Innovators Know: Risk is Good
09 Apr 2004|Darrel Rhea
No Guts — No Glory
Cheskin has provided me a front row seat to observe businesses attempt to innovate products and brands for 25 years. The industry swings over time, and now I am seeing greater interest in innovation emerge once again. Not surprisingly, we have seen a lull recently. The dot bomb exuberance made risk-taking appear idiotic. Sarbanes-Oxley has riveted senior management’s attention on providing steady-handed corporate governance. And the poor economy has punished many companies for attempting innovation initiatives.
Now the economy is picking up, and the time for retrenchment and tail-covering is over. Customers and consumers are demanding innovation and the market will reward those capable of the gumption for delivering it
This time around, however, managers are most interested in big innovation without risk. Can’t we engineer a process to deliver transformative change and be smart enough to eliminate risk? While Cheskin’s approach certainly substantially reduces risk and provides focus and efficiency, real innovation fundamentally does involve risk. Unless you embrace that risk, you are very likely to fail.
Consider this analogy: you are trying to learn to ski on steep downhill runs. If you lean forward and embrace the risk you gain control. There is still risk and you are aware of it, but it does not impede you. If you resist the risk and attempt to gain control by being tentative and going slow, not only do you expend more effort, you are more likely to fall.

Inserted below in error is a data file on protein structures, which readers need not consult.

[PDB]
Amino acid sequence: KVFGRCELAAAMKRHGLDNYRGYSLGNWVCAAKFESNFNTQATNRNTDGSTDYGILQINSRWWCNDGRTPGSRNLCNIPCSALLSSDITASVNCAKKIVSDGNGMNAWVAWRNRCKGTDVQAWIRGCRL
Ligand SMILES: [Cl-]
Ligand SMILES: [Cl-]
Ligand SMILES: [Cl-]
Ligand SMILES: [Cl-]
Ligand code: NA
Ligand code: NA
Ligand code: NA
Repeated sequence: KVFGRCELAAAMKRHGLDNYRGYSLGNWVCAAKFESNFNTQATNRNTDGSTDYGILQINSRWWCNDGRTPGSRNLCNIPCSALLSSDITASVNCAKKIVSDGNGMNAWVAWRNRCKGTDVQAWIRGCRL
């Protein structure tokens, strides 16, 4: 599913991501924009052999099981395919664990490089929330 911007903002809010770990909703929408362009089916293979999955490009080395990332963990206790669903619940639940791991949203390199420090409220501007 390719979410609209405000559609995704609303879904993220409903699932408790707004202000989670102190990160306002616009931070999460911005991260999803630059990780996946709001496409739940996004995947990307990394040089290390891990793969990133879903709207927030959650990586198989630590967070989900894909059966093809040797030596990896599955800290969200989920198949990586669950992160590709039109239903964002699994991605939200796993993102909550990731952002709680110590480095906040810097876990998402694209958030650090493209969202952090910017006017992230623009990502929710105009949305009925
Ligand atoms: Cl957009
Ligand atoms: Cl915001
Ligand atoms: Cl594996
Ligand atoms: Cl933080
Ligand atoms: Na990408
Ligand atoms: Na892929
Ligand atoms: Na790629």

Learning to be a successful innovator is just like this. Corporate groups are encouraged to break the rules and stretch out and explore new territory. This means developing entirely new capabilities and coordination of new actions. (Learning to ski fast downhill, a risky venture.) Meanwhile, management expects the ROI on their activities to be as assured as those associated with incremental product improvement activities. They manage innovation expecting highly predictable and profitable short term results, with a linear process with lots of gates and reviews. (Skiing tentatively. Doah!)
I am not suggesting that risk be ignored in business innovation. I am arguing that it be factored in as a variable to be managed. Risk is a good thing. If it wasn’t risky, your competition would have already done it. Trust the Force, Luke, lean down hill. Ski fast. How?
1) Build a portfolio approach to innovation with a mix of close-in improvements of existing products along with some very aggressive product goals requiring real invention. Clarify with management why you need that mix and how the success criteria should differ for each.
2) Build an innovation process that allows for risk taking. Secure management’s support and participation.
3) Realize that not everyone is comfortable with risk taking. Don’t expect risk-adverse people to lead innovation programs. Don’t expect them to be contributors on a team either. Screen them out, period.
4) Don’t succumb to using traditional validation research methods. Common pitfall: insisting on market validation before the concept is fully baked.
5) I know everyone says this, but really, reward risk-taking and failure. (All rhetoric aside, I have yet to see a company really do this well.)prev next